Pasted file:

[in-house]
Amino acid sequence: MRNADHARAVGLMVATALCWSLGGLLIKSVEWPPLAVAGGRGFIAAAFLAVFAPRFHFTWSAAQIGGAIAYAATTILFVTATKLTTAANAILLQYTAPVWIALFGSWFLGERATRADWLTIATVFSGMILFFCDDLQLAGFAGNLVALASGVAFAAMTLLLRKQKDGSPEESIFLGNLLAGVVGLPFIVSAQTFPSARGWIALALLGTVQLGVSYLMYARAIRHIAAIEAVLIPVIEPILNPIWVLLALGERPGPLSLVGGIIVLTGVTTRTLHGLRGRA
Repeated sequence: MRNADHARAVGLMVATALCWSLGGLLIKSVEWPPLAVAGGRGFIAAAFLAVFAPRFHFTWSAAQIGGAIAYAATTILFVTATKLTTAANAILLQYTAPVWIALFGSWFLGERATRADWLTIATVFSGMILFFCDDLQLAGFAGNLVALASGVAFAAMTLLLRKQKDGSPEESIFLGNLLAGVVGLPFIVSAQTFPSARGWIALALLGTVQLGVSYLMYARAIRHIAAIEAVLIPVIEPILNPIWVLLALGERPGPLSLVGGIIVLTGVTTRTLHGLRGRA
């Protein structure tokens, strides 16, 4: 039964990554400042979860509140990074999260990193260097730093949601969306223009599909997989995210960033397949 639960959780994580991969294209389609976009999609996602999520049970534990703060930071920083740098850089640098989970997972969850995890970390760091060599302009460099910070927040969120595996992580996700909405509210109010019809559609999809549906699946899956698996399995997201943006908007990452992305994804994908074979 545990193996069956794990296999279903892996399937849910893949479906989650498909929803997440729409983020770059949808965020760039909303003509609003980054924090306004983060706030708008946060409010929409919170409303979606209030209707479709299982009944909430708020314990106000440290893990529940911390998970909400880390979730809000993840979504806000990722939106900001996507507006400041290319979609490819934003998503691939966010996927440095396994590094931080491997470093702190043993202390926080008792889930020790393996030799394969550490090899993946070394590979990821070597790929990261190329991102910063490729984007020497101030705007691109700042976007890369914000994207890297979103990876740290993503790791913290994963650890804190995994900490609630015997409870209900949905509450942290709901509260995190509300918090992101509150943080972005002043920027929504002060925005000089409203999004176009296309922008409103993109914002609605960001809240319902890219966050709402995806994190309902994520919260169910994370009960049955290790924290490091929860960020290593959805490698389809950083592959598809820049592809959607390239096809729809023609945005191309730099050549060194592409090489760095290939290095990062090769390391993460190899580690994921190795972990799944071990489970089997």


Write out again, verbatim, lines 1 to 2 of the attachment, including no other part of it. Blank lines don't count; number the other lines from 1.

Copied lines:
[in-house]
Amino acid sequence: MRNADHARAVGLMVATALCWSLGGLLIKSVEWPPLAVAGGRGFIAAAFLAVFAPRFHFTWSAAQIGGAIAYAATTILFVTATKLTTAANAILLQYTAPVWIALFGSWFLGERATRADWLTIATVFSGMILFFCDDLQLAGFAGNLVALASGVAFAAMTLLLRKQKDGSPEESIFLGNLLAGVVGLPFIVSAQTFPSARGWIALALLGTVQLGVSYLMYARAIRHIAAIEAVLIPVIEPILNPIWVLLALGERPGPLSLVGGIIVLTGVTTRTLHGLRGRA